A new study suggests that girls and women may not need all three recommended doses of HPV vaccine to get the necessary protection to prevent cervical cancer.
The human papillomavirus is the most common sexually transmitted disease according to the Centers for Disease control and Prevention and the second leading cause of female cancer mortality worldwide, according to the World Health Organization.
There are currently two FDA-approved vaccines to protect against the types of HPV that cause most cervical cancers, Gardasil and Cervarix. While each vaccine uses different substances to rev up the immune system, both are given as shots and must be received in three doses over a six-month period, according to the manufacturers.
The cost of the vaccine has been an issue for poorer countries. But even in wealthier countries like the United States, getting girls and young women to come back for all three shots has proven to be quite a hurdle. Only 32% of 13- to 17-year-old girls get all three doses according to the Centers for Disease Control and Prevention.
So researchers wanted to find out if young women can get the same protection with fewer doses of the vaccine. Scientists studied more than 7,000 18-25 year-old women in Costa Rica who were already sexually active and were scheduled to get doses of the vaccine Cervarix or another (non-HPV) vaccine. FULL POST
Too embarrassed to ask your doctor about sex, body quirks, or the latest celeb health fad? In a regular feature and a new book, "What the Yuck?!," Health magazine medical editor Dr. Roshini Raj tackles your most personal and provocative questions. Send 'em to Dr. Raj at email@example.com.
Why do some normal-weight guys have breasts?
Gynecomastia - or enlarged breast tissue in men - is caused by an imbalance of estrogen and testosterone. All men produce small amounts of estrogen and larger amounts of testosterone (the opposite is true for women). If the amount of estrogen increases or the amount of testosterone decreases, the breast tissue could swell or grow, creating breasts.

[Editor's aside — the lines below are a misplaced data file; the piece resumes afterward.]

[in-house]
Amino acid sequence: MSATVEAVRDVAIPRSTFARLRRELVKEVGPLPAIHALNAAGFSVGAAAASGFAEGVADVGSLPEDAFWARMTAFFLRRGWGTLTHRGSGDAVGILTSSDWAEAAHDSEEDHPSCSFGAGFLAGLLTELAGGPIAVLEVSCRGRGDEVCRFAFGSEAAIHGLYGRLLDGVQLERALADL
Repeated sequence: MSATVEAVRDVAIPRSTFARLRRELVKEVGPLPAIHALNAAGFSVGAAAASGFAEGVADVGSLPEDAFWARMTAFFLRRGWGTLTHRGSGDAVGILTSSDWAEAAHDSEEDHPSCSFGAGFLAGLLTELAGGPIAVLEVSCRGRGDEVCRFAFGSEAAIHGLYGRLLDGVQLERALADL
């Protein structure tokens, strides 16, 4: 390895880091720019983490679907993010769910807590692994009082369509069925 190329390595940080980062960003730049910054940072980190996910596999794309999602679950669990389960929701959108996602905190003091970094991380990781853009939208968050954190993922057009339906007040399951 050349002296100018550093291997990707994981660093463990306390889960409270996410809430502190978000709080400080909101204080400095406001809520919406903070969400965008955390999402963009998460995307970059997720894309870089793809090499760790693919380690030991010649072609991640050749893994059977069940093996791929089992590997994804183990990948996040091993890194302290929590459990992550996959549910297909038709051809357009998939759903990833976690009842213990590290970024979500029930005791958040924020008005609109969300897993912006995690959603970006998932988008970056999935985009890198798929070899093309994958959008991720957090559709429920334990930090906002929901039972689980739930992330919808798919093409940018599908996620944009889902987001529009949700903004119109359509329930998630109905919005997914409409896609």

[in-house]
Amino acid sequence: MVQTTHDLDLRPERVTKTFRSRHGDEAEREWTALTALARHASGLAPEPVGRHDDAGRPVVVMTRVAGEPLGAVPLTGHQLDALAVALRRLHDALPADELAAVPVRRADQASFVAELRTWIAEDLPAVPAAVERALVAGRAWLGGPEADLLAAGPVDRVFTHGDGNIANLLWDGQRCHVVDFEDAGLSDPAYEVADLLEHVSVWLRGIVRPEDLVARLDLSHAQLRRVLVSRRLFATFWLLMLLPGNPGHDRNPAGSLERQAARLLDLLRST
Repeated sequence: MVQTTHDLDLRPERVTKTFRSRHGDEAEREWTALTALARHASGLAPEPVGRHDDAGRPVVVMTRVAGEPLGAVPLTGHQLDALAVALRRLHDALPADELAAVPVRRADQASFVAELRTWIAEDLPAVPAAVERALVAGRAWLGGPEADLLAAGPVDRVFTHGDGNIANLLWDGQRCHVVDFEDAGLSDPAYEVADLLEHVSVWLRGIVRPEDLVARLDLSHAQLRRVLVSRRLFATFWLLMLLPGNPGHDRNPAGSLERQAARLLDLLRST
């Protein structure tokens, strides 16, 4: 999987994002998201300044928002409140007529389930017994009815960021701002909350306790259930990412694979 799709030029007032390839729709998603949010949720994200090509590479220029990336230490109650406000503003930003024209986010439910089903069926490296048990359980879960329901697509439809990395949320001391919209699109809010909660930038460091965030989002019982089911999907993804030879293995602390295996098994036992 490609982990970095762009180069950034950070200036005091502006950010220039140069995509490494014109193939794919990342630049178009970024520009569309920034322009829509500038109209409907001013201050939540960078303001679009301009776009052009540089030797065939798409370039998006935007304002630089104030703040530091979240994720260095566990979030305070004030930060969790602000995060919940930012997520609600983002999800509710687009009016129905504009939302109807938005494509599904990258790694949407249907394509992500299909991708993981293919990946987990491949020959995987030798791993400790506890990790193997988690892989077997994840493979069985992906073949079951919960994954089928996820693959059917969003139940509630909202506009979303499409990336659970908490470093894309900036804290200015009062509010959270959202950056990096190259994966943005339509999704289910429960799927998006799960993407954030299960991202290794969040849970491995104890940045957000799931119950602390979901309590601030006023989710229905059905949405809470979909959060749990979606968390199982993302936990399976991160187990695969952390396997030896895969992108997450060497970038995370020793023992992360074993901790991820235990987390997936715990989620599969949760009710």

With all of the storms brewing and wildfires raging, it's a good time to think about what steps you would take to keep yourself and your family safe in an emergency.
FEMA administrator Craig Fugate spoke at TEDMED 2010 about how the government responds to emergencies and what to think about for your own safety.
TEDMED is an annual event that brings together dozens of luminaries from a variety of fields to "demonstrate the intersection and connections between all things medical and health care related: from personal health to public health, devices to design and Hollywood to the hospital." TEDMED 2010 took place from October 26 to 29 in San Diego, California.
The Indianapolis Colts will be playing without their star quarterback on Sunday, after Peyton Manning underwent surgery for a neck injury on Thursday. Manning had started every game in his 13-year career.
Colts president Bill Polian told SI.com Thursday afternoon that doctors believe there's a chance Manning, 35, could return to playing football again this year.
Every weekday, a CNNHealth expert doctor answers a viewer question. On Friday, it's Dr. Melina Jampolis, a physician nutrition specialist.
Question asked by Courtney L. from Pittsburgh:
I am obese and have been working on losing weight for three years. I have been working with nutritionists and personal trainers instead of fad dieting. On the Web, I stumbled upon the Paleolithic (Paleo) diet. Is this lifestyle change beneficial despite the promotion of saturated fats and cholesterol?
Get a behind-the-scenes look at the latest stories from CNN Chief Medical Correspondent, Dr. Sanjay Gupta, Senior Medical Correspondent Elizabeth Cohen and the CNN Medical Unit producers. They'll share news and views on health and medical trends - info that will help you take better care of yourself and the people you love.